Thai officials read migrant workers their rights

Last week Thai officials and advocates from a migrant worker rights group held a public meeting to tell workers from Burma what their rights and protection was provided by Thailand’s labor laws.

Migrant worker rights groups said that the official public talk was an important step towards making sure workers understood their rights while employed in Thailand. It was the first time that Thai officials in Mae Sot worked together with worker rights advocates to raise awareness among migrant workers from Burma about their rights under Thai laws.

Officials from the Thai Labor Protection and Welfare Department in Mae Sot, Tak Province hosted the public meeting with the Joint Action Committee for Burmese Affairs (JACBA). Advocates working on behalf of workers from Burma explained about the Thai labor laws, rules and regulations that migrant worker’s have to follow.

Ko Moe Kyoe, chairperson of JACBA spoke to Karen News.

“We want to raise awareness among Burmese migrant worker about their rights and how, where and who to approach if they have problems their workplace. At the same time, we also want them to live in the local Thai community in harmony and according to the country’s laws and regulations. We are pleased that we have the opportunity to host this event together with Thai authorities.”

Ko Moe Kyoe pointed out that though the minimum wage set in Tak province is 226 Baht a day most of the 200 factories in Mae Sot are not paying it – only four factories- TK Fashion, Lee Form, Top Form
and M APPAREL CO.LTD are paying the minimum wage set by law.

An officer from Tak’s provincial labor ministry said that they intend to educate migrant workers about their rights and their responsibility while they are living in Thailand.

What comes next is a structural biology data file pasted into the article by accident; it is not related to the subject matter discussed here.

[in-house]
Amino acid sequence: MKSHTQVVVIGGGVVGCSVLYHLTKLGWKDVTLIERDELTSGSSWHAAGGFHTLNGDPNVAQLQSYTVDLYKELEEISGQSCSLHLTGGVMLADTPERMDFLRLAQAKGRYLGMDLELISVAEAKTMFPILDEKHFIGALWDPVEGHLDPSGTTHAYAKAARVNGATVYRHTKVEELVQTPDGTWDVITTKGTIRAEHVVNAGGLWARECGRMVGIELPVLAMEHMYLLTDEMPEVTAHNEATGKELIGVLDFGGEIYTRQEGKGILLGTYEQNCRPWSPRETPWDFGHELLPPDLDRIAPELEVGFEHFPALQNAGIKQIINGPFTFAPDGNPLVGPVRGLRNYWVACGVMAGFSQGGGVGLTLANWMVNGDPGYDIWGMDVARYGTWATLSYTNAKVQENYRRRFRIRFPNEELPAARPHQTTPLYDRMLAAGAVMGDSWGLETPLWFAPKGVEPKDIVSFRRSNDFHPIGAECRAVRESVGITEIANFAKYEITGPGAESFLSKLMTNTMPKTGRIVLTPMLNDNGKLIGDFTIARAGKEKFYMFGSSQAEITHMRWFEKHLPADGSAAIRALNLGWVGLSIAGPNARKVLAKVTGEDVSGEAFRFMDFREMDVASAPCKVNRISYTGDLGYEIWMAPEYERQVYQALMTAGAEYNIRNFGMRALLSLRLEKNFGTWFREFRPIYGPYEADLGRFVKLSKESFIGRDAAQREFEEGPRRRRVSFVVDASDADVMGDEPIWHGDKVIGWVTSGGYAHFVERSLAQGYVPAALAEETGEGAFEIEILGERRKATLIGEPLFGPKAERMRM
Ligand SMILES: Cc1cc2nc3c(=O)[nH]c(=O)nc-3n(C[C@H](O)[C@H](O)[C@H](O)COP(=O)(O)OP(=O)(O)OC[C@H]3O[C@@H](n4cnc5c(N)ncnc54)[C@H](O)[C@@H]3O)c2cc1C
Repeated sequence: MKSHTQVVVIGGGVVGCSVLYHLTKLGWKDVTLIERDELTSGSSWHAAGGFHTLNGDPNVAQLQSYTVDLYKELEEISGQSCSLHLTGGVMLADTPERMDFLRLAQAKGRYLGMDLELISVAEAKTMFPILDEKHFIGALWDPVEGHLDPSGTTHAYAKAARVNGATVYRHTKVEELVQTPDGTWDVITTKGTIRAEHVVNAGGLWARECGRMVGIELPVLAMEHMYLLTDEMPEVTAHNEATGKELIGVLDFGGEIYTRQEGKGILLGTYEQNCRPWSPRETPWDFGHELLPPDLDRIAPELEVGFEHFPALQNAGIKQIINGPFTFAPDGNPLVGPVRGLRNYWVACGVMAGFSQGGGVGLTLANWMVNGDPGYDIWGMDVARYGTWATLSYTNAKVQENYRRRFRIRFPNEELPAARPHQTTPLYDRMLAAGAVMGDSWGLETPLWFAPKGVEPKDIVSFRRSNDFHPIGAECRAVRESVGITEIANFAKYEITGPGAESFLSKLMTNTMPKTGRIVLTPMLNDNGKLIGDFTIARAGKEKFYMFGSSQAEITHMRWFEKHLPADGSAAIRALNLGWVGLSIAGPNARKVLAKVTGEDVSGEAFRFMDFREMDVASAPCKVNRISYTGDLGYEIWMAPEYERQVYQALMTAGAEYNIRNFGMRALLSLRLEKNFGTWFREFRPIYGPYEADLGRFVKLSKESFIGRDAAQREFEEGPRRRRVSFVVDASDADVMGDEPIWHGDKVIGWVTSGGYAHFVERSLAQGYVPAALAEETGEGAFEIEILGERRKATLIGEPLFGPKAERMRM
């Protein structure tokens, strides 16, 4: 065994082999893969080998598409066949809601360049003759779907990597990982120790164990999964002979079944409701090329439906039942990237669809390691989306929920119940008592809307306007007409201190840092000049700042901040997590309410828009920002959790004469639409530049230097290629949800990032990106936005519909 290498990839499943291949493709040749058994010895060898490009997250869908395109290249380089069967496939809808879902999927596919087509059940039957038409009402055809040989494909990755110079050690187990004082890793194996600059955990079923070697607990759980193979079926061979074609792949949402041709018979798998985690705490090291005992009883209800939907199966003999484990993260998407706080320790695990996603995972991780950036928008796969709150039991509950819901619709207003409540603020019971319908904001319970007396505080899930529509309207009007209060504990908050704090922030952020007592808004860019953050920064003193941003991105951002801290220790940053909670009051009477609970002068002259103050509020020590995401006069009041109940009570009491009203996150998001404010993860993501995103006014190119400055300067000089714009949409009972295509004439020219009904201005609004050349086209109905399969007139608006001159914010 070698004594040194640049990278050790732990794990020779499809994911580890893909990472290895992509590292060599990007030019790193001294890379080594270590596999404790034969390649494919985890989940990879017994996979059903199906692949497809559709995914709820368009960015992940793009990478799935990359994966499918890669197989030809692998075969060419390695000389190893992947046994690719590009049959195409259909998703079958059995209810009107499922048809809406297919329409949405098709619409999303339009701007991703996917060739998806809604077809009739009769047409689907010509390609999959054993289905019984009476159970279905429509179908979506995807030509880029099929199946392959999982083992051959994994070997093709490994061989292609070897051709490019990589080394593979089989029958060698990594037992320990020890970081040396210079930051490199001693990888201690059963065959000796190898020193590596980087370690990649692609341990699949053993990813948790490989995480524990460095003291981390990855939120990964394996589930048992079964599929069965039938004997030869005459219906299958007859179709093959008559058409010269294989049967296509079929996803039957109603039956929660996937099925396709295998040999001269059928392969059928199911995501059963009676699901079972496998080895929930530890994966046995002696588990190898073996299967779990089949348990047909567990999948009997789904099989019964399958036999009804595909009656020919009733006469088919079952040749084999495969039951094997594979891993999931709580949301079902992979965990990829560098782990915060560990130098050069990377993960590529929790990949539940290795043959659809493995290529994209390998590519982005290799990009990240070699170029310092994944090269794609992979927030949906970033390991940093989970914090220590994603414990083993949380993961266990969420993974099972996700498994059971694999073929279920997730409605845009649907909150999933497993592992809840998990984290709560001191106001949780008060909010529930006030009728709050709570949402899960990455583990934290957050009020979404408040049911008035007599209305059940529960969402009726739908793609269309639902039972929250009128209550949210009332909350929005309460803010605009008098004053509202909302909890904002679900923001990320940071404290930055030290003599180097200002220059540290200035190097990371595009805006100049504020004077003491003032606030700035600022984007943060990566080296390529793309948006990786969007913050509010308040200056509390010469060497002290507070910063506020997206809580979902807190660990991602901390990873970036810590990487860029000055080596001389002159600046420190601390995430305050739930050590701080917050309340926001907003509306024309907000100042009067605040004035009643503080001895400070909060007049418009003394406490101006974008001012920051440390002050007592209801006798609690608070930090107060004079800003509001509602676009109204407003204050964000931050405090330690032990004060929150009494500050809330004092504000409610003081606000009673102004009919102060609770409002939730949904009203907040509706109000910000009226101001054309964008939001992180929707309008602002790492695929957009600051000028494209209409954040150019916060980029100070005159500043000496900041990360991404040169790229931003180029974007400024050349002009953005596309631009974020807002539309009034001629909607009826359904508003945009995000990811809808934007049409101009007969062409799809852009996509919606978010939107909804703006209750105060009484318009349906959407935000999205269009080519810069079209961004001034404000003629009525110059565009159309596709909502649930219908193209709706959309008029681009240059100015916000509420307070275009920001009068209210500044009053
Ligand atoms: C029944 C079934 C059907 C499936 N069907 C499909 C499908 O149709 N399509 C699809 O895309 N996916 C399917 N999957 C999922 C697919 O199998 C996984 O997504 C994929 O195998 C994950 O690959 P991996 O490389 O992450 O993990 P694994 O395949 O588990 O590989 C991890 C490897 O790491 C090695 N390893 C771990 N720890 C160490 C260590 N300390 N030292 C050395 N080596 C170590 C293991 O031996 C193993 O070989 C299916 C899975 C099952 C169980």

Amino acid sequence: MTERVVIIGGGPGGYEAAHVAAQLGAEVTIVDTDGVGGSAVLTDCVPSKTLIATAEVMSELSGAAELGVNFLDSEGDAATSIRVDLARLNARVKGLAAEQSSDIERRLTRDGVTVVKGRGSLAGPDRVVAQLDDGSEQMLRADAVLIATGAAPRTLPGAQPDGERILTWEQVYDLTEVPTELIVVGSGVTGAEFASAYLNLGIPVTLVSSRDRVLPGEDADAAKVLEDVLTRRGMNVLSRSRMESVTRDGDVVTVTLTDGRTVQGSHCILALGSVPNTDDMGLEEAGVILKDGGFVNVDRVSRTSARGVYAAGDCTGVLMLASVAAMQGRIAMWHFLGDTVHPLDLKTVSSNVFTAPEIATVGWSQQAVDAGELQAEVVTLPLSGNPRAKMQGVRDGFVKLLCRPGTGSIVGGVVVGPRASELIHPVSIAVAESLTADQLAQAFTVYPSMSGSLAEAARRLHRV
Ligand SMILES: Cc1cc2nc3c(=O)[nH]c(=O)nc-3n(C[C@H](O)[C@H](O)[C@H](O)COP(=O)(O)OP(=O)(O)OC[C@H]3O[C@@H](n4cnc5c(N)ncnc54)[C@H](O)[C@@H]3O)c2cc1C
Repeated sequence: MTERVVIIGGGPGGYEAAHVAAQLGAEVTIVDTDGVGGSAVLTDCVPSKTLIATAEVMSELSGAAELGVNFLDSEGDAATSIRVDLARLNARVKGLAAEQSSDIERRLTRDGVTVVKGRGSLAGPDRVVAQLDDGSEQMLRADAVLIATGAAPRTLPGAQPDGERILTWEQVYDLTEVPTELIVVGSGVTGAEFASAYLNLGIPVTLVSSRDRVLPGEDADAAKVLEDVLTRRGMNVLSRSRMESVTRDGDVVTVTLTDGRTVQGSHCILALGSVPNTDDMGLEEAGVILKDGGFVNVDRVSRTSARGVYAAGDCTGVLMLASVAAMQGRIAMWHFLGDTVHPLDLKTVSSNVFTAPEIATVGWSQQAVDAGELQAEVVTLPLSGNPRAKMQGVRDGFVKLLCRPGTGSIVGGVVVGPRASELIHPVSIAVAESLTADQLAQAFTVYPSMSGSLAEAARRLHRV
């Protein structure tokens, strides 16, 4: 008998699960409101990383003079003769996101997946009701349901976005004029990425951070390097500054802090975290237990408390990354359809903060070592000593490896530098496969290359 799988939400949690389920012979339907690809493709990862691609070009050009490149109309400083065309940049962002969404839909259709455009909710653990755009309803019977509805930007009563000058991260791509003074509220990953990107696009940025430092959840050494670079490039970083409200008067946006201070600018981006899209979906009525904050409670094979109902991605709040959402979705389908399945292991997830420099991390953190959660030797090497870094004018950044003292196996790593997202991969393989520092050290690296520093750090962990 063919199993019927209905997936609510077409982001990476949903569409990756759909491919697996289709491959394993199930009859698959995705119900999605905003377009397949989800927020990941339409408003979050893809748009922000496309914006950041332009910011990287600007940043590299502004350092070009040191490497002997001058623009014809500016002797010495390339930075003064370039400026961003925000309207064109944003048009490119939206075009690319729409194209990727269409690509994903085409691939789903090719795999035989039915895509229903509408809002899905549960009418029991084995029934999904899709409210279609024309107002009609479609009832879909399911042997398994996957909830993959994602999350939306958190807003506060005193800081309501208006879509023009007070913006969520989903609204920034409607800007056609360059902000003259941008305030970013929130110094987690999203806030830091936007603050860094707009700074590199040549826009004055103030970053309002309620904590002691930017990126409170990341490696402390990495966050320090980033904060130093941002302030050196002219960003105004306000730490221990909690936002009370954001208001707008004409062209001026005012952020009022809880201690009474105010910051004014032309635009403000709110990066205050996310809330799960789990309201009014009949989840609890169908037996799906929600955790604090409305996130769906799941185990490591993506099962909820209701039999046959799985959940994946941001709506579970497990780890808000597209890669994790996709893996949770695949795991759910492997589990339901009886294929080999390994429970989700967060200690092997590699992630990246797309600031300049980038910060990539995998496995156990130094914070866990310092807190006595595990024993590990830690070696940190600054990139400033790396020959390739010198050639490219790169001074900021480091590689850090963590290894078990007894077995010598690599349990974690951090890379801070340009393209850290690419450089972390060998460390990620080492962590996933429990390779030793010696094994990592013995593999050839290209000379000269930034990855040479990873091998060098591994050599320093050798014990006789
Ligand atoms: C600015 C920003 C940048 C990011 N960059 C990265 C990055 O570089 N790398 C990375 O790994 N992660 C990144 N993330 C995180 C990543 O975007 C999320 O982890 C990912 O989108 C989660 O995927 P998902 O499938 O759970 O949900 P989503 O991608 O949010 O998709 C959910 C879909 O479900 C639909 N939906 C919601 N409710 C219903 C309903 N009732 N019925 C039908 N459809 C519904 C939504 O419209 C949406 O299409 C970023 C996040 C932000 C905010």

“The Thai government wants to raise awareness among migrant workers about their basic rights and how to demand they get their basic rights from their employer. At the same time, we also want to encourage them to respect and stay in harmony with Thai community.”

About 60 people attended the public speech organized by the Thai labor minister and JACBA. A worker said since it is not a holiday most workers would be unable to take time off work. Despite the low turnout migrant workers who attended the event were asked to pass on the message to other workers.

Ko See Thu, a migrant worker from a bread factory who attended the event said that it was useful for him.

“We thank those who come and speak today because I now know what my rights are according to the Thai labor laws.”

Organizers of the event plan to run similar events in Mae Sot’s factory areas at least once a month.

Migrant worker right groups estimate that there are as many as 200,000 Burmese migrant workers in the nine townships of Tak Province but warned that the majority of employers are not paying workers the minimum wage of 226 Baht a day.

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